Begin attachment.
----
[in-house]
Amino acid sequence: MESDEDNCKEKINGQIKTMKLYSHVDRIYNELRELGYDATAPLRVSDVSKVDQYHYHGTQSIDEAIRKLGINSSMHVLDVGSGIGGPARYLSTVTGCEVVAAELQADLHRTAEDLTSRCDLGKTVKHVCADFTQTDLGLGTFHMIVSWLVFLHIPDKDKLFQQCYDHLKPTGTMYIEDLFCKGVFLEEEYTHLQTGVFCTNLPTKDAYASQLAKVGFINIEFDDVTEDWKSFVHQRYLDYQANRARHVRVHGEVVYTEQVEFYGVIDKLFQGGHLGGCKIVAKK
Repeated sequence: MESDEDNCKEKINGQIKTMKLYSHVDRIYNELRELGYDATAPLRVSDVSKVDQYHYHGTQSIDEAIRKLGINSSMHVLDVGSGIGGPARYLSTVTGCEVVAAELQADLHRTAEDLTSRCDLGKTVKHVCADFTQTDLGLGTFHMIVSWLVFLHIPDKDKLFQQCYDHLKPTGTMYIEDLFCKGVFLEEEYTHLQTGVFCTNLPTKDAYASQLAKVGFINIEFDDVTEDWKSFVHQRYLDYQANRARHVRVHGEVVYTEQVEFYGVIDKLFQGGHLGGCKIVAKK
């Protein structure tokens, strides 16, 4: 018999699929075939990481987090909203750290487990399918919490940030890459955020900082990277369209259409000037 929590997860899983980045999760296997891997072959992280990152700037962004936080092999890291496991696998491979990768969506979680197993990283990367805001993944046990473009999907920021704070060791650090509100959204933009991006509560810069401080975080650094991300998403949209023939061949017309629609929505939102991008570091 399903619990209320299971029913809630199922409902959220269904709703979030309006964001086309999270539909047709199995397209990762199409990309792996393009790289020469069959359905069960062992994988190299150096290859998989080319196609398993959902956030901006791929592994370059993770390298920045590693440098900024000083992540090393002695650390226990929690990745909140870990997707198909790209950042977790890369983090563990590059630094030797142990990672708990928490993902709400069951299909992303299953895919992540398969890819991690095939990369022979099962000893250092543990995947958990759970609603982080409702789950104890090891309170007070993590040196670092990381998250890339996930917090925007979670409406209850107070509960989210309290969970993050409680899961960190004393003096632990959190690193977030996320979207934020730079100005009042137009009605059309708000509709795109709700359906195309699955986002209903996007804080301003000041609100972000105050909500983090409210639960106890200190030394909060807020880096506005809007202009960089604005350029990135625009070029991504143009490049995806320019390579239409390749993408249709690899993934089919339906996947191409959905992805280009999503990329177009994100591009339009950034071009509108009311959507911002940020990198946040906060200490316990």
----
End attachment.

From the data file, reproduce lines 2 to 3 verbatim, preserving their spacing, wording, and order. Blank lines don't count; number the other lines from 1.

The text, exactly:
Amino acid sequence: MESDEDNCKEKINGQIKTMKLYSHVDRIYNELRELGYDATAPLRVSDVSKVDQYHYHGTQSIDEAIRKLGINSSMHVLDVGSGIGGPARYLSTVTGCEVVAAELQADLHRTAEDLTSRCDLGKTVKHVCADFTQTDLGLGTFHMIVSWLVFLHIPDKDKLFQQCYDHLKPTGTMYIEDLFCKGVFLEEEYTHLQTGVFCTNLPTKDAYASQLAKVGFINIEFDDVTEDWKSFVHQRYLDYQANRARHVRVHGEVVYTEQVEFYGVIDKLFQGGHLGGCKIVAKK
Repeated sequence: MESDEDNCKEKINGQIKTMKLYSHVDRIYNELRELGYDATAPLRVSDVSKVDQYHYHGTQSIDEAIRKLGINSSMHVLDVGSGIGGPARYLSTVTGCEVVAAELQADLHRTAEDLTSRCDLGKTVKHVCADFTQTDLGLGTFHMIVSWLVFLHIPDKDKLFQQCYDHLKPTGTMYIEDLFCKGVFLEEEYTHLQTGVFCTNLPTKDAYASQLAKVGFINIEFDDVTEDWKSFVHQRYLDYQANRARHVRVHGEVVYTEQVEFYGVIDKLFQGGHLGGCKIVAKK